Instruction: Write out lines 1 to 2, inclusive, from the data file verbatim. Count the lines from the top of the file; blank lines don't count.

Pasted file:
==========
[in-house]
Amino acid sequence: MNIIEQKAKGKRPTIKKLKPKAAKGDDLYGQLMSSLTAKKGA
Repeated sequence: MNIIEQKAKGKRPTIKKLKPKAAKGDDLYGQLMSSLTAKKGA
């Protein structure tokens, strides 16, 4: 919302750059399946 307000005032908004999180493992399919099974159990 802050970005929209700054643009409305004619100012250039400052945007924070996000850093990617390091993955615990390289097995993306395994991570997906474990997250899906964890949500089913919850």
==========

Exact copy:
[in-house]
Amino acid sequence: MNIIEQKAKGKRPTIKKLKPKAAKGDDLYGQLMSSLTAKKGA